If your mother-in-law insists that cousin Jennifer needs an invitation even though your future spouse hasn’t seen her in at least ten years, it’s appropriate to not provide her with a plus-one if she’s not married or in a serious relationship. While you may not be able to afford extra guests for everyone, it may start a fight if you want to cut people from your guest list just because you can't let them bring a date. We suggest taking these on a case-by-case basis. However, if your budget simply will not allow certain guests to have plus-ones and you want them to be able to bring someone, this is where having an A-list and a B-list comes in quite handy, but more on that in a moment.
Coworkers are a tricky guest list category altogether. Even without the issue of plus-ones, the easiest way to avoid any drama is to not invite any coworkers. This way nobody feels left out. However, if you're actually close enough to some of your coworkers to socialize outside the office, even text or call them, and everyone knows it, then it’s fine to invite them. Please just don't give them their invites at work or make a big deal out of it. We advise keeping your wedding talk to a minimum at the office regardless. However, if you work with smaller team and are considering inviting a handful of coworkers that you aren't friends with outside of work, invite the entire team or skip them altogether. This goes for plus-ones too. Whether you invite your work besties or your team, if one person gets a plus-one, then everyone else does too. As for your boss, invite them if you have a friendly relationship, along with a plus-one. If you don’t, you're certainly not required to ask them to attend.
It’s no surprise that certain guests might feel miffed they’re asked to attend solo. Be direct if drama arises. It’s best to be honest during difficult conversations but try not to budge. If you do, this will open a can of worms with other dateless guests who might feel scorned as well. Whether it’s a budget or venue restriction or simply a preference, calmly explain your reasoning and that, while you’d be honored by their presence at your wedding, a plus-one simply won’t be possible.
A-Lists and B-Lists
Having two lists is how you'll be able to invite the most people without increasing your budget or having to find a larger venue. Here's how it works: Your A-list consists of the must-have invites you couldn't imagine not having at your wedding, like your family members and close friends, and their plus-ones. They'll receive your first round of invitations. Anyone who is not essential, and don't mean people you don't like, but rather acquaintances you might be able to skip, should be added to the B list along with their plus-ones. These are people you would enjoy having at your wedding but who cannot be extended an invite in the first round. It’s completely fine to add plus-ones to your B-list too. If it turns out that you do have the budget for your niece’s new boyfriend to come, you can always invite him at a later date.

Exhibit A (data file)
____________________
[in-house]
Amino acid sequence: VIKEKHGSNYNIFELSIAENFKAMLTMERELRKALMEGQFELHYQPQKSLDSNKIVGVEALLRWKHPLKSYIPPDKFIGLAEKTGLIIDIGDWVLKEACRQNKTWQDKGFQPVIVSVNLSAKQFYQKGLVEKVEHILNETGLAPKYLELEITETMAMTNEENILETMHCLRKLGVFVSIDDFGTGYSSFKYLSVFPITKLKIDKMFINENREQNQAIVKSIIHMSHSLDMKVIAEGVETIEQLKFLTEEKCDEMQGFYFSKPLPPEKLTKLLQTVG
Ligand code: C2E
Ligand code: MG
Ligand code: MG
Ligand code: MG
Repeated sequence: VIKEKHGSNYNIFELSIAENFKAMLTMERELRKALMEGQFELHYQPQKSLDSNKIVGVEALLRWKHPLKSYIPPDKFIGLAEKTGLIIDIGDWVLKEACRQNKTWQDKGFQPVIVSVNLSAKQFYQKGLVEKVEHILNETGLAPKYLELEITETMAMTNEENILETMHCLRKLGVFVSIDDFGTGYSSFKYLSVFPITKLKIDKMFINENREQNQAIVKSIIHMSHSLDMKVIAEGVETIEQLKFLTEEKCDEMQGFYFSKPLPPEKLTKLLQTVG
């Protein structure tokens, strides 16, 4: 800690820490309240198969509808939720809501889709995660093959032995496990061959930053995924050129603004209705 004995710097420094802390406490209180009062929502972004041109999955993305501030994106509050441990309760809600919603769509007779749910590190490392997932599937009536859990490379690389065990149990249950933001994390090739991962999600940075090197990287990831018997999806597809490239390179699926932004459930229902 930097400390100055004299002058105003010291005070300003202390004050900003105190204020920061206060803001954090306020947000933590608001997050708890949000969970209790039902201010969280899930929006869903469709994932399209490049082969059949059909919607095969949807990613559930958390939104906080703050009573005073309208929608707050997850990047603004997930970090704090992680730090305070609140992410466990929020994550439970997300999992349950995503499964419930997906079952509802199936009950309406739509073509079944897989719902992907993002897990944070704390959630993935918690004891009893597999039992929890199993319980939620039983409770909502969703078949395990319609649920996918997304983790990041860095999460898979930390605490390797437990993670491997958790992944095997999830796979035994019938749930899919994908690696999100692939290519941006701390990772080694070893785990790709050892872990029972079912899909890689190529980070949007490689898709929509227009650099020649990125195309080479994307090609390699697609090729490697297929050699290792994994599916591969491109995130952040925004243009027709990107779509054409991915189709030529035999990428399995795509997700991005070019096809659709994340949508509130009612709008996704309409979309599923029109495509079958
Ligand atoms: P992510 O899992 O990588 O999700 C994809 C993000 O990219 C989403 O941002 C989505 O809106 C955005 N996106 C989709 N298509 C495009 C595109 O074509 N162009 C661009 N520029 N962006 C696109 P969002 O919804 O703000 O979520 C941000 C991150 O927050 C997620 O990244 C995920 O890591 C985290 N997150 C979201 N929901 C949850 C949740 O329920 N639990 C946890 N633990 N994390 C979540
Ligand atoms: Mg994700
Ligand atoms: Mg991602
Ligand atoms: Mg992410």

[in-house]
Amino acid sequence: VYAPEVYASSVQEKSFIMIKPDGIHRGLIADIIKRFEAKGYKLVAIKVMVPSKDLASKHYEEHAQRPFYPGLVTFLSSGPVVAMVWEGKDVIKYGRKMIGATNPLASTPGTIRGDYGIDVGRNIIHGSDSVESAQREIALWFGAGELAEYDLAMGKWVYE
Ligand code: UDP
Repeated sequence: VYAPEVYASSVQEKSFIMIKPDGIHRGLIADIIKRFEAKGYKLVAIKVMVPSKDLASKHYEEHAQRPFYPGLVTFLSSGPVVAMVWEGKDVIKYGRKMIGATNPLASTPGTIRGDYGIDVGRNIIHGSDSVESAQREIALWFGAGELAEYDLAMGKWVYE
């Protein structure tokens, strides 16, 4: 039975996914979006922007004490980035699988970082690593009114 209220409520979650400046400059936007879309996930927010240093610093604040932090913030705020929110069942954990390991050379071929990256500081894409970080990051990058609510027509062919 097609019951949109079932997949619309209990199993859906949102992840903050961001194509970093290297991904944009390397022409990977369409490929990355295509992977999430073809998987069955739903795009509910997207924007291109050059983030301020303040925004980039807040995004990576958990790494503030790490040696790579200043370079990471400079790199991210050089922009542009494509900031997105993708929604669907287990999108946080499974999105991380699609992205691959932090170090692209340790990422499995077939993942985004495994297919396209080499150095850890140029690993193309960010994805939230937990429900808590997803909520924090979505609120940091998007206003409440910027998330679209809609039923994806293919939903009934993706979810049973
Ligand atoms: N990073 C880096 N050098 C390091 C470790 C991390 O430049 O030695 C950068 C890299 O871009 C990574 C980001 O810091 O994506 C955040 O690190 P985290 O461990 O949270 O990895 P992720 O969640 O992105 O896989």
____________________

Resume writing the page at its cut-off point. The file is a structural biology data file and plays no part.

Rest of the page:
If you start getting RSVPs and it turns out you have enough "regrets," between 10 and 20 percent of those invited will decline, then you can start sending invites to your B-list in order of importance. That said, one of the dangers of a B-list is sending invitations out with a too-tight RSVP date for your new additions. To avoid this, consider sending out your first set of invitations a little earlier. Rather than the traditional six to eight weeks before the date, send them out at 10 weeks instead. If this is impossible, consider ordering some invitations with a later response date.
If you think you might be sending a second set of invitations for a B-list, plan ahead by ordering additional invitations. Not only will it make the process easier, it will save you some serious cash since buying invitations in small batches is much more expensive than ordering them in a single shipment.
Be realistic about your number of guests and plus-ones to avoid stress later on.
Crunching the numbers isn't the most glamorous part of wedding planning, but there is a figure you really can't avoid: your guest list count. Your budget and the venue size are the main factors that should play into this decision. Each guest adds to the number of plates your caterer will prepare, favors, chair rentals, tables, linens, centerpieces and how much cake you'll need. Choose a number that's larger than your venue's capacity and you'll be holding your breath every time you open an RSVP. It's much better to keep your number on the conservative side.
Always include the guests names on the response cards. Yours wouldn't be the first wedding where a guest crams two, three or four plus-ones onto one line, even though the invitation was specifically made out to one person. The way to avoid this problem is to print the guests' names onto the RSVP card. Do this and there's almost no way anyone can force an invite on you. If for some reason you still get an extra write-in, don't take their faux pas personally. Instead, politely call and explain that you'd love to have everyone, but budget and space mean it's just not possible. Then take the conversation in a totally different direction.
Don't forget to play detective and know the name of every plus one so you can have it written and spelled correctly on the save-the-date, invitation and escort card. Even if you have to fall down a Facebook rabbit hole or make a call, it’s 100% worth the effort, not to mention, it's the polite thing to do and it looks so much better than “and Guest” on all stationery.